The enviros need to wake up, or at least be consistent in the arguments. If subsidies are bad for nuclear, then they're bad for solar. If nuclear is un-economic, then you better look at solar in the same viewpoint. If toxic nuclear waste is a planetary threat then you have to think about all the arsenic, cadmium, and other yummy bits that will come from the billions of tons of solar panels that will be expended after 15 years or so. Solar panels don't last very long in real operation.

kurt9 said...

Opposition to nuclear power is generational. It's one of those hippie baby boomer things. The boomers in this age group are reaching retirement and will soon drop off the political scene. At such time, opposition to nuclear power will go away.

Opposition to nuclear power will be very marginal by 2020.

bw said...

The almost even split with voters between those for and those against new nuclear plants is the key. A couple of more percentage points and the bill gets passed to allow plants in california. then plants start getting built.
Any further support in the future for nuclear power would be less important.

Then there is the question of how many support significantly investing in mass produced new uranium fission or thorium. Actually having coherent national and state level energy policies. Enough people and politicians may stumble upon the correct choices out of fear of global warming and CO2.

So long as the right choices are made that is all that matters.

Kirk Sorensen said...

kurt, I'm afraid that when all the boomers retire they'll have more time on their hands to continue to inflict political damage.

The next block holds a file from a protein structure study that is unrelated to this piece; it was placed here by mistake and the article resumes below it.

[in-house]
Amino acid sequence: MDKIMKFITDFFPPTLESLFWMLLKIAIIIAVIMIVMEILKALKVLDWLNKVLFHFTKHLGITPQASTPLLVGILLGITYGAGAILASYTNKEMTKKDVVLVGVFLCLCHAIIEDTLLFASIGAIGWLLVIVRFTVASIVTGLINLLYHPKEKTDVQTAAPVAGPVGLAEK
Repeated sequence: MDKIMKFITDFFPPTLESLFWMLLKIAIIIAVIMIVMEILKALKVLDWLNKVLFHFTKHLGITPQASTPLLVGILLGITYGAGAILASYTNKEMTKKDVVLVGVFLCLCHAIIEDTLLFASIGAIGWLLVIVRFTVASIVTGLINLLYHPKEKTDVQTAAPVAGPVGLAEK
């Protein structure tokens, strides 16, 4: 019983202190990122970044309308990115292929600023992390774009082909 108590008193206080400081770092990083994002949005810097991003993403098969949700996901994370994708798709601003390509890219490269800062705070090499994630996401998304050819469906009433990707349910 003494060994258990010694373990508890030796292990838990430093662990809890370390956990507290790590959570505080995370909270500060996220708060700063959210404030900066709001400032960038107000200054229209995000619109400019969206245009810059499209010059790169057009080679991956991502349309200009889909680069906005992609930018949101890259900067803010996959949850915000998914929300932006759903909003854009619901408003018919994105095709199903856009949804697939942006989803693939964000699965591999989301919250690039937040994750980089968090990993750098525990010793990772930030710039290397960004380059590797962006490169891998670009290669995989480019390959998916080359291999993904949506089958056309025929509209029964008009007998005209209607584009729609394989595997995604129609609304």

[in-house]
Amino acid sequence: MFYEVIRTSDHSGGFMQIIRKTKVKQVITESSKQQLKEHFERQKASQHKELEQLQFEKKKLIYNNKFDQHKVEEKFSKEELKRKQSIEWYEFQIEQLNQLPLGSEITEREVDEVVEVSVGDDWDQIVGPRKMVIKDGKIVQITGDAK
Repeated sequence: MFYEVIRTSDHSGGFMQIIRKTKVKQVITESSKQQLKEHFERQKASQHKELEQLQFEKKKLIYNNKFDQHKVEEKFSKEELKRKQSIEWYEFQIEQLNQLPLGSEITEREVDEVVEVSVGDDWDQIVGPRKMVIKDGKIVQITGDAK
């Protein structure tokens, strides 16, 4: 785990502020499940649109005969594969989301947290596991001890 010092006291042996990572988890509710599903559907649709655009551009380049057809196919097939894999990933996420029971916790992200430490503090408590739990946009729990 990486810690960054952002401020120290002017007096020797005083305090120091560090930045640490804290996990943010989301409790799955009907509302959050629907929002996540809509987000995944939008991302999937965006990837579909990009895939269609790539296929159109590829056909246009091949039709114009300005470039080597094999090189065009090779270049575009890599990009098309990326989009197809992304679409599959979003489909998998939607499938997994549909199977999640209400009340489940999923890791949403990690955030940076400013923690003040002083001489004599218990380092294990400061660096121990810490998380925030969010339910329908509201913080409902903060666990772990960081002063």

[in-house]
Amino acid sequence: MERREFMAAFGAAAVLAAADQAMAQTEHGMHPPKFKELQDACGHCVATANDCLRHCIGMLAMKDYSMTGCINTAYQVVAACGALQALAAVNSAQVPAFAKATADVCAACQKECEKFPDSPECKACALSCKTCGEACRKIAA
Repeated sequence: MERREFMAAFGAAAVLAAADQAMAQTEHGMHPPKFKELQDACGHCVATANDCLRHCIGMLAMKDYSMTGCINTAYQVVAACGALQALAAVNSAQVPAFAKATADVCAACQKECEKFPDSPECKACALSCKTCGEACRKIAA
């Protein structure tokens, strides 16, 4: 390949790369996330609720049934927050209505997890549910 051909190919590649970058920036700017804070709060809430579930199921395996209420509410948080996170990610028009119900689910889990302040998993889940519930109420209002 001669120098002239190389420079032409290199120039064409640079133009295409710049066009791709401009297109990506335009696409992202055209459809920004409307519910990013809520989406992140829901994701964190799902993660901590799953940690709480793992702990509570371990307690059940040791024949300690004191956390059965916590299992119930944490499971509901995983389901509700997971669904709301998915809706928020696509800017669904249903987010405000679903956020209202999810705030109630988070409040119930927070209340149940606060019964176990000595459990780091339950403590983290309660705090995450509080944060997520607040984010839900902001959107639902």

Chuck DeVore said...

I appreciate the discussion on this board.

With Sen. Perata's bill last year that bans the renewal of contracts from coal power (20 percent of California's power is from coal), coupled with AB 32's growing restrictions, we've backed ourselves into a corner. I don’t see how we make up coal’s 20 percent while keeping power reliable and affordable for working class Californians without nuclear power at least doubling to fill part of the vacuum caused by the departure of coal.

Solar today produces 0.2 percent of power in California. We could increase it by a factor of 10 and it still would not be enough.

All the best,

Chuck DeVore
State Assemblyman, 70th District

bw said...

I hope that really was a message from State assemblyman Chuck DeVore.

In terms of what is called nuclear waste it is mostly not completely burned nuclear fuel.
0. Public education to understand what the real risks are. How deadly coal energy is and how it releases uranium and thorium into the air.

There are two ways to handle nuclear "waste"
1. With nuclear reprocessing as is done in France, Japan, UK, Russia. the Japan reactor cost about $20 billion and took 13 years to make. The US would need three of those to handle all of its current yearly production. It seems like a better alternative than Yucca Mountain.

2. With high burn reactors like Thorium Liquid-Flouride reactors.

One of the critics in a news article (John Galloway) was talking about nuclear costs being unknown. He was referring to 4th gen reactors. We have to build the 3rd (or 3.5 gen) generation reactors. 26 are being built around the world. Plenty of recent cost data and build times.

We need to look at up-powering existing and new reactors. Donut shaped nuclear fuel and nanoparticles in the coolant can allow a 50% power increase. (work from MIT research)

We should apply better particulate and other filtering to the coal plants. US Senator Carpers 2006 bill would be a good start. Cleaning up air pollution is an unfinished job. Fixing air pollution will save medical cost money and lives.

Marshall Cohen said...

On the California bill (Devore), I believe there is a hearing on it, AB 719, on april 17. It would be a shame to leave the field that day to the anti-nukers. soem show of support is critical to sending messages to the California Legislature of the importance of giving this serious consideration, study and ultimately, passage.